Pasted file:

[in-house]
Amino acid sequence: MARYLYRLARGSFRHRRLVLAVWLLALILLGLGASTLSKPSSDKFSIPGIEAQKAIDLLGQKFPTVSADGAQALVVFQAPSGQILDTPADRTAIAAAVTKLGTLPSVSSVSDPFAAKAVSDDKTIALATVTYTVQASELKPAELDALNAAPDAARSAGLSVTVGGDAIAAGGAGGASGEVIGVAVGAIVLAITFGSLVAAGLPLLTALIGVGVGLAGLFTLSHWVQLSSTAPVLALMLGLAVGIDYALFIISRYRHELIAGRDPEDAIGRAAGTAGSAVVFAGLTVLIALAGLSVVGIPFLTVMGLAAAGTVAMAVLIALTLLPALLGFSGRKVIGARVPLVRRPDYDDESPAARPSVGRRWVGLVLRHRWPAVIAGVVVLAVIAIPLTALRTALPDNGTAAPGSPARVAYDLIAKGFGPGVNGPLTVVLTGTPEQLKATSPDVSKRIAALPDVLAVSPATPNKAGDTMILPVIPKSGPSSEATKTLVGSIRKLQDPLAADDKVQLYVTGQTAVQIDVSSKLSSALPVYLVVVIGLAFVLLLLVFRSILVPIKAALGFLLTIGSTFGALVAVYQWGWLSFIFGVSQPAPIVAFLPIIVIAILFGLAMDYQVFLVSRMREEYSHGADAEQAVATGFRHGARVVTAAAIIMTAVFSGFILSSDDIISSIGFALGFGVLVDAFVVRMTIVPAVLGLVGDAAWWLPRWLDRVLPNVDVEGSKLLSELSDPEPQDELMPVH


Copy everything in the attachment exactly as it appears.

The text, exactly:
[in-house]
Amino acid sequence: MARYLYRLARGSFRHRRLVLAVWLLALILLGLGASTLSKPSSDKFSIPGIEAQKAIDLLGQKFPTVSADGAQALVVFQAPSGQILDTPADRTAIAAAVTKLGTLPSVSSVSDPFAAKAVSDDKTIALATVTYTVQASELKPAELDALNAAPDAARSAGLSVTVGGDAIAAGGAGGASGEVIGVAVGAIVLAITFGSLVAAGLPLLTALIGVGVGLAGLFTLSHWVQLSSTAPVLALMLGLAVGIDYALFIISRYRHELIAGRDPEDAIGRAAGTAGSAVVFAGLTVLIALAGLSVVGIPFLTVMGLAAAGTVAMAVLIALTLLPALLGFSGRKVIGARVPLVRRPDYDDESPAARPSVGRRWVGLVLRHRWPAVIAGVVVLAVIAIPLTALRTALPDNGTAAPGSPARVAYDLIAKGFGPGVNGPLTVVLTGTPEQLKATSPDVSKRIAALPDVLAVSPATPNKAGDTMILPVIPKSGPSSEATKTLVGSIRKLQDPLAADDKVQLYVTGQTAVQIDVSSKLSSALPVYLVVVIGLAFVLLLLVFRSILVPIKAALGFLLTIGSTFGALVAVYQWGWLSFIFGVSQPAPIVAFLPIIVIAILFGLAMDYQVFLVSRMREEYSHGADAEQAVATGFRHGARVVTAAAIIMTAVFSGFILSSDDIISSIGFALGFGVLVDAFVVRMTIVPAVLGLVGDAAWWLPRWLDRVLPNVDVEGSKLLSELSDPEPQDELMPVH